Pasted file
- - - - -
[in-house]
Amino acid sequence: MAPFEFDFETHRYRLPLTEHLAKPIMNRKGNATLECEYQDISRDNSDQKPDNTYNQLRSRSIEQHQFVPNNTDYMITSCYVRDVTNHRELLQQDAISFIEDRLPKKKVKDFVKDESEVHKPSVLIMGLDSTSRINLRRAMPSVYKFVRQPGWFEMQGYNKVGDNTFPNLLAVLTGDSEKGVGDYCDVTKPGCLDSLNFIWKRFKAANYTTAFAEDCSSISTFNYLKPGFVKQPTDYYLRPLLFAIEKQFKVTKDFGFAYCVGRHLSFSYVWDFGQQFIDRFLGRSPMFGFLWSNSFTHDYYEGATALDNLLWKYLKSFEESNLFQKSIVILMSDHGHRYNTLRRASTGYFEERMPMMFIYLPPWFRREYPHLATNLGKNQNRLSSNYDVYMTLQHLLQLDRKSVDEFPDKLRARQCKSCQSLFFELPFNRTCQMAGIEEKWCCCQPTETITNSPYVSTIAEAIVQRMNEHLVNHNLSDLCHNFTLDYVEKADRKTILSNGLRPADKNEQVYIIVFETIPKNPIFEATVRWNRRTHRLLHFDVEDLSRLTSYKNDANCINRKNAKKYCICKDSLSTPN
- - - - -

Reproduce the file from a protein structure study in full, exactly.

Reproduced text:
[in-house]
Amino acid sequence: MAPFEFDFETHRYRLPLTEHLAKPIMNRKGNATLECEYQDISRDNSDQKPDNTYNQLRSRSIEQHQFVPNNTDYMITSCYVRDVTNHRELLQQDAISFIEDRLPKKKVKDFVKDESEVHKPSVLIMGLDSTSRINLRRAMPSVYKFVRQPGWFEMQGYNKVGDNTFPNLLAVLTGDSEKGVGDYCDVTKPGCLDSLNFIWKRFKAANYTTAFAEDCSSISTFNYLKPGFVKQPTDYYLRPLLFAIEKQFKVTKDFGFAYCVGRHLSFSYVWDFGQQFIDRFLGRSPMFGFLWSNSFTHDYYEGATALDNLLWKYLKSFEESNLFQKSIVILMSDHGHRYNTLRRASTGYFEERMPMMFIYLPPWFRREYPHLATNLGKNQNRLSSNYDVYMTLQHLLQLDRKSVDEFPDKLRARQCKSCQSLFFELPFNRTCQMAGIEEKWCCCQPTETITNSPYVSTIAEAIVQRMNEHLVNHNLSDLCHNFTLDYVEKADRKTILSNGLRPADKNEQVYIIVFETIPKNPIFEATVRWNRRTHRLLHFDVEDLSRLTSYKNDANCINRKNAKKYCICKDSLSTPN